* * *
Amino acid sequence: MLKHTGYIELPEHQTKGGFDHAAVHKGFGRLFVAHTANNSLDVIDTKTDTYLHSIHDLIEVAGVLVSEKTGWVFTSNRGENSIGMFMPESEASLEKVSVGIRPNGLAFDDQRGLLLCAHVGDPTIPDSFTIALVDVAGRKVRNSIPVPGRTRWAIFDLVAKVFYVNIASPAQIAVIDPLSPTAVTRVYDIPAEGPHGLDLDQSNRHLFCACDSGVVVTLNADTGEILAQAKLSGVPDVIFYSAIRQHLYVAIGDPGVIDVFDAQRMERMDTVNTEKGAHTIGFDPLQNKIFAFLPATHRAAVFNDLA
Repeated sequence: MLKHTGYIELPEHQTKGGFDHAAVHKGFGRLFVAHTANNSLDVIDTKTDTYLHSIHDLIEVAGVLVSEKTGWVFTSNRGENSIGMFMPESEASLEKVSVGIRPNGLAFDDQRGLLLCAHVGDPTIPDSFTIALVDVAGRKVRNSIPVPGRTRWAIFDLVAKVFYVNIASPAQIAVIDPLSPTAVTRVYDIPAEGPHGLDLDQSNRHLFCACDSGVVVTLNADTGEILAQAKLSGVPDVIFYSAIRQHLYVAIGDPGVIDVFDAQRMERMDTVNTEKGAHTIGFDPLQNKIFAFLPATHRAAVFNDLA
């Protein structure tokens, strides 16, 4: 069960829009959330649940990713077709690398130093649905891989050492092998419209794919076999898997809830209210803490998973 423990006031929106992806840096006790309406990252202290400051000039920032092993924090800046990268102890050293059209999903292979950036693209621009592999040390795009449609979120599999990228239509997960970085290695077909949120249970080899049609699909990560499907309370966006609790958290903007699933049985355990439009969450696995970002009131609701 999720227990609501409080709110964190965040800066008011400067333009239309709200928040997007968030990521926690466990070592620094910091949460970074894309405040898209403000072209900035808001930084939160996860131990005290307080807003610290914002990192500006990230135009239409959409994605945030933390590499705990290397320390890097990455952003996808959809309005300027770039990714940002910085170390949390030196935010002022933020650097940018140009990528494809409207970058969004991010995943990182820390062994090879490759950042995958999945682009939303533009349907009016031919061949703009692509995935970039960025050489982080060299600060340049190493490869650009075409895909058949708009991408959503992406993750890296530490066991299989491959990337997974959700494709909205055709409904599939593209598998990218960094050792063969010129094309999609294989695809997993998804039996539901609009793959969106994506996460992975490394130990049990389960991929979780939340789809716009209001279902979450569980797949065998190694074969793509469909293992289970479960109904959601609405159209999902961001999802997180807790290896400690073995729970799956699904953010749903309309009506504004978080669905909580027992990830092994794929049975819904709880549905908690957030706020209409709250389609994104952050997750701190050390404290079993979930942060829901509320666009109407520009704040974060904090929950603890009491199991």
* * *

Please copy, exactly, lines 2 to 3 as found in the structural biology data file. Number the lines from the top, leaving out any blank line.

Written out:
Repeated sequence: MLKHTGYIELPEHQTKGGFDHAAVHKGFGRLFVAHTANNSLDVIDTKTDTYLHSIHDLIEVAGVLVSEKTGWVFTSNRGENSIGMFMPESEASLEKVSVGIRPNGLAFDDQRGLLLCAHVGDPTIPDSFTIALVDVAGRKVRNSIPVPGRTRWAIFDLVAKVFYVNIASPAQIAVIDPLSPTAVTRVYDIPAEGPHGLDLDQSNRHLFCACDSGVVVTLNADTGEILAQAKLSGVPDVIFYSAIRQHLYVAIGDPGVIDVFDAQRMERMDTVNTEKGAHTIGFDPLQNKIFAFLPATHRAAVFNDLA
């Protein structure tokens, strides 16, 4: 069960829009959330649940990713077709690398130093649905891989050492092998419209794919076999898997809830209210803490998973 423990006031929106992806840096006790309406990252202290400051000039920032092993924090800046990268102890050293059209999903292979950036693209621009592999040390795009449609979120599999990228239509997960970085290695077909949120249970080899049609699909990560499907309370966006609790958290903007699933049985355990439009969450696995970002009131609701 999720227990609501409080709110964190965040800066008011400067333009239309709200928040997007968030990521926690466990070592620094910091949460970074894309405040898209403000072209900035808001930084939160996860131990005290307080807003610290914002990192500006990230135009239409959409994605945030933390590499705990290397320390890097990455952003996808959809309005300027770039990714940002910085170390949390030196935010002022933020650097940018140009990528494809409207970058969004991010995943990182820390062994090879490759950042995958999945682009939303533009349907009016031919061949703009692509995935970039960025050489982080060299600060340049190493490869650009075409895909058949708009991408959503992406993750890296530490066991299989491959990337997974959700494709909205055709409904599939593209598998990218960094050792063969010129094309999609294989695809997993998804039996539901609009793959969106994506996460992975490394130990049990389960991929979780939340789809716009209001279902979450569980797949065998190694074969793509469909293992289970479960109904959601609405159209999902961001999802997180807790290896400690073995729970799956699904953010749903309309009506504004978080669905909580027992990830092994794929049975819904709880549905908690957030706020209409709250389609994104952050997750701190050390404290079993979930942060829901509320666009109407520009704040974060904090929950603890009491199991």